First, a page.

Nevertheless, we notice – at the distance of 3 years – that the new Trade Mark Law has put in place a complex and comprehensive system to combat squatting applications.
In the practice we have seen in several decisions that the CTMO and TRAB are using different legal grounds to reject such bad faith application. Here are all the articles that have been used against trade marks filed in bad faith:
Article 7: the principle of good faith when in applying and using a trade mark.
Article 9: the trade mark for which an application for registration is filed shall have distinctive characteristics easy to identify, and may not conflict with the legal rights acquired by others in priority.
Article 10.1(7): the following words or devices shall not be used as trade marks: (7) those which mislead the public about the quality or the place of origin.
Article 10.1(8): the following words or devices shall not be used as trade marks: (8) those detrimental to socialist morals or customs, or having other unhealthy influences.
Article 13.1: protection within the same class for unregistered well-known trade marks;
Article 13.2: cross-class protection for registered well-known trade marks;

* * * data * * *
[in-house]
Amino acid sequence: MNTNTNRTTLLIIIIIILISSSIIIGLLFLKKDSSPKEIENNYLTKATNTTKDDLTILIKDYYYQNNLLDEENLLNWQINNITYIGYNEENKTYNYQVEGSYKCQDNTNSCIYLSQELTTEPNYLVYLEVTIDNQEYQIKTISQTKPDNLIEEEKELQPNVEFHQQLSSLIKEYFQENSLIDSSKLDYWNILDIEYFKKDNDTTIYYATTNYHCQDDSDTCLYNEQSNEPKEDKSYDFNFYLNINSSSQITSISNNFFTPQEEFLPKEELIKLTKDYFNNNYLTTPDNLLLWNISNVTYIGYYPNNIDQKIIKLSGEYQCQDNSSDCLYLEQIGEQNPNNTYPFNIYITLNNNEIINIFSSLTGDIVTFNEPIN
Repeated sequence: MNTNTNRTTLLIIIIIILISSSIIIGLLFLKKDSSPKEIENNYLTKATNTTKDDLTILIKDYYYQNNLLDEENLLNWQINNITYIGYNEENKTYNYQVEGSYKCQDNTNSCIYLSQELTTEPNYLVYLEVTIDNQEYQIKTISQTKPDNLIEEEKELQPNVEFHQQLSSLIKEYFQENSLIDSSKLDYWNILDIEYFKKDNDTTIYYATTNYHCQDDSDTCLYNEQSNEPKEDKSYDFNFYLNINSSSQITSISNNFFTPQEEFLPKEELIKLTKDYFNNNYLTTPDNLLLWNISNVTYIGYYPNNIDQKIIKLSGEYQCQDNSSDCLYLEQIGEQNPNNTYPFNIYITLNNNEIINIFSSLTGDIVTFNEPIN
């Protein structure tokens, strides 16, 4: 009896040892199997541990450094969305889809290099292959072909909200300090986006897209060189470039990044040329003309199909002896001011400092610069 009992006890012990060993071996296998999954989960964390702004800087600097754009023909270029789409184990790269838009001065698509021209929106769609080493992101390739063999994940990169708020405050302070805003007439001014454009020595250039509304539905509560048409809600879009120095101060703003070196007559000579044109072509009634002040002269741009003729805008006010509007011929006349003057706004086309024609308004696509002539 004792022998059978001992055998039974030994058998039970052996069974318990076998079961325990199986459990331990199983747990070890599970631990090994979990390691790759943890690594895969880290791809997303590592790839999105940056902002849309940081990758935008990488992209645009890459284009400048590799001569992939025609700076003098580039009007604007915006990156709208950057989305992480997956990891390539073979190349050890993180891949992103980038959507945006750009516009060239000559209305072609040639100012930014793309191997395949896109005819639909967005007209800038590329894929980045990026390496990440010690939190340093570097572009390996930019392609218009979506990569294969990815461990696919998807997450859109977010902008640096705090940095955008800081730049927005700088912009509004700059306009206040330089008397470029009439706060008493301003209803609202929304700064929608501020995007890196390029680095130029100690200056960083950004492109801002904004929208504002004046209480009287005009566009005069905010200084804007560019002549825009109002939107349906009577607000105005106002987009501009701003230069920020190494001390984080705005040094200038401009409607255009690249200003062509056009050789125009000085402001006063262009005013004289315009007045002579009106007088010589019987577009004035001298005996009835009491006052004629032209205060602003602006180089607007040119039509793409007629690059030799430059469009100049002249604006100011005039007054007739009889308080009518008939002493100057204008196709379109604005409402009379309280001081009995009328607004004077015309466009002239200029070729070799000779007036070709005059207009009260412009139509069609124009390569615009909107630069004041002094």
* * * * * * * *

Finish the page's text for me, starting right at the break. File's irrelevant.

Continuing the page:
Article 15.1: trade marks filed by agents or representatives of the owner abroad shall not be registered;
Article 15.2: any identical or similar trade mark shall not be registered if the trade mark applicant is fully aware of the existence of the trade mark owned by the other party through any relationship;
Article 32: a trade mark which is used by another person and enjoys a certain reputation shall not be registered;
Article 32: a trade mark which infringes the prior rights of other persons shall not be registered.
Article 44.1: a trade mark applied by fraudulent means shall not be registered.
Among all the provisions listed above, the most surprising one is probably Article 44. To explain how this article has been used in practice by the CTMO and TRAB we use the words of the recent Standards for Trademark Examination and Trial issued in December 2016 by the State Administration for Industry and Commerce of the People's Republic of China: